But erasing that surface of honesty and decency has led to catastrophe, at least for those of us to whom it meant anything. It’s becoming harder and harder to see how the PN can ever extricate itself from the moral quagmire it’s plunged itself into.

                           
                               
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mrellul
mrellul
4 days ago

While I fully agree that “Wrongdoing remains wrongdoing, regardless of who blows the whistle on it.” let us acknowledge, at least, that Dr Bernard Grech is in a very awkward position until the cap between PN and PL is substantially narrowed, not just for him but for the good of the country.

M. Galea
M. Galea
4 days ago
Reply to  mrellul

Please! What did Bernard do so far!? Nothing! He did not say or showed that he cares for our environment, not even saying what he will do if elected, anzi he told us that we need to continue building! He s just another rubbish! Hearing his speeches, another useless pathetic politician! No hope at all! So sad infact!

mrellul
mrellul
4 days ago
Reply to  M. Galea

I think the least he says the better in the present situation and the reason for this is the same one I mentioned in my previous comment.

Isle of corruption
Isle of corruption
4 days ago
Reply to  mrellul

He has to do something and give alternatives and be an opposition not an allie of the government,so far he has says nothing and done nothing and it seems as said above he is more of the same.Continuty just like squarepants from invictus

Last edited 4 days ago by Isle of corruption
Running Commentary
Running Commentary
4 days ago

Yes sure Blanche. We need another leader don’t we? How about another delia….Manuel? He’s bitter enough to make Busuttil seem like a lamb in comparison. And that is saying something….

Busuttil was the worst thing that happened to local politics.

Simon Oosterman
Simon Oosterman
4 days ago

That is because in a country full of crooks too few vote for an honest politician.

Simon Oosterman
Simon Oosterman
4 days ago

I have said it before and I’ll say it again: The only real change will come when all honest PLers and PNers join ADPD so that a coalition is needed to form a government.

Joseph Tabone Adami
Joseph Tabone Adami
4 days ago

Let’s not underestimate Bernard Grech’s tenacity, resolve and genuine efforts to re-build the PN in the present difficult circumstances.

He is as well aware at the rest of us what that entails. The problem could be whether he finds the backing – as against back-stabbing – he seeks both from the party base and from the party officials and MP’s to support, nay bolster, his task.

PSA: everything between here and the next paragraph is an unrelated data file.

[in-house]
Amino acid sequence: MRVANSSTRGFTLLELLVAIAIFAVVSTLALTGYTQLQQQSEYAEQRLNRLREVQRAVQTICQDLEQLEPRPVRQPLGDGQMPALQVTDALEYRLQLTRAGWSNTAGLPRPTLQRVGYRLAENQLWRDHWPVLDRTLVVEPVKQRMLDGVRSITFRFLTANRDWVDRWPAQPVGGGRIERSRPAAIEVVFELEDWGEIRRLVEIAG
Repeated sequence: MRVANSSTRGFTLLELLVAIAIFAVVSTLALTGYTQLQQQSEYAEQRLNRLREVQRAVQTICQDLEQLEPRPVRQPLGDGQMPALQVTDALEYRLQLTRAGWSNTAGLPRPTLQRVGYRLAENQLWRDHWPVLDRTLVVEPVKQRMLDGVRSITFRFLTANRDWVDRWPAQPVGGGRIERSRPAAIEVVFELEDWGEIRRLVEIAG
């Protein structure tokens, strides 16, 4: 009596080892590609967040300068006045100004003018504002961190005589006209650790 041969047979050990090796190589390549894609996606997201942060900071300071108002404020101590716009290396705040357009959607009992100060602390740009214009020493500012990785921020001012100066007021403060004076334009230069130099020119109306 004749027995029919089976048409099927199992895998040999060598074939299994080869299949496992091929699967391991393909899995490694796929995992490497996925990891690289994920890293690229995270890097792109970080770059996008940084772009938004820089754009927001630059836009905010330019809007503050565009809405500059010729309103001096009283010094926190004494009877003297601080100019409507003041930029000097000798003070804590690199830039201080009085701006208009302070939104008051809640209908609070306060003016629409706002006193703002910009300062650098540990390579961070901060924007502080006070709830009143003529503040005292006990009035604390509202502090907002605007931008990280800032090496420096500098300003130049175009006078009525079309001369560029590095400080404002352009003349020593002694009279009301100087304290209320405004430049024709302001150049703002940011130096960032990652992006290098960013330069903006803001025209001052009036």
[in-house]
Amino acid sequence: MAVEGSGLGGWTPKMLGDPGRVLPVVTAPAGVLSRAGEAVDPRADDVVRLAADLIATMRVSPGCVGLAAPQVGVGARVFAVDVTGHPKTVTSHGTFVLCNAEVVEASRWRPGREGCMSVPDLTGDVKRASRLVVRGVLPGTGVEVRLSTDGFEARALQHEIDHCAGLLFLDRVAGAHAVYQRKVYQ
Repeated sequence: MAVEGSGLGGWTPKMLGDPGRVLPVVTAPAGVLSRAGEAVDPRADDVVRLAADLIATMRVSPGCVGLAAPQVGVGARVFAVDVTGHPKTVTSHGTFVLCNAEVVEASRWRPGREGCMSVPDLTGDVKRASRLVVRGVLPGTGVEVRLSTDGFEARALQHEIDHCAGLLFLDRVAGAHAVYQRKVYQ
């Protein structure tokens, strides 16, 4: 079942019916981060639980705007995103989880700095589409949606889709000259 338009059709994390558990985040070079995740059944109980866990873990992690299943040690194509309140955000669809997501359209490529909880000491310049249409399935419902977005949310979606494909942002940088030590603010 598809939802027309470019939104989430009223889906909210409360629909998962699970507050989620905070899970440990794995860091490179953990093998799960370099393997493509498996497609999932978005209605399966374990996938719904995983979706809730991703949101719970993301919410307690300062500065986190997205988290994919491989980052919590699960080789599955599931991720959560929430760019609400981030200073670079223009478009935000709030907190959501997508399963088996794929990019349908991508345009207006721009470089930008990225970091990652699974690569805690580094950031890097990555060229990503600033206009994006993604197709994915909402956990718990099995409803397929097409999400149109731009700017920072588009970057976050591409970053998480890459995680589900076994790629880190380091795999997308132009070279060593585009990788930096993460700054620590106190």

M. Galea
M. Galea
4 days ago

I do not care about the party, any party! He is there for the country and not for the party!

Jools Seizure
Jools Seizure
4 days ago
Reply to  M. Galea

You’re right of course, but in the language of the Maltese, l-ewwel il-partit! As long as we have the upper hand on the other lot, imlejna zaqqna. The political situation in Malta is so dire that nothing short of a complete overhaul will place us on the right track. PL are, by far and away, the most corrupt lot ever seen in western Europe. PN have developed a talent for tripping themselves with every step they take. (Remember when they blamed Busuttil for the electoral loss because he allegedly focused too much on corruption). Was he right or not? Now they prefer not to talk about it and labelling those who dare criticise Grech as back-stabbers. OK – a back-stabber I’ll be then.

Oh, and as for voting for ADPD, how can anyone with half a brain cell ever vote for a party that was created by a couple of turnip-heads who worked tirelessly to propel PL to power. It really is a case of everybody out and let’s start afresh with new faces and new parties. It’s never going to happen, I know. That is why those who do not have a life to waste (for that read those under 30) had better pack their bags and leave this poor excuse of a third-world rogue state.

Joseph Tabone Adami
Joseph Tabone Adami
4 days ago
Reply to  M. Galea

Two feet on the ground can achieve a much surer outcome than one head in the sky!

John Jones
John Jones
2 days ago

Frankly I don’t understand why Politics and Leaders are still such an issue in the smallest state of the European Union. It’s obvious that with each passing day the EU is sucking what’s left of it’s members independence and governments are not much more than local councils. I think it would be much more useful for Malta to concentrate on sending their best to Brussels if they want to improve the lives of those who call Malta their home.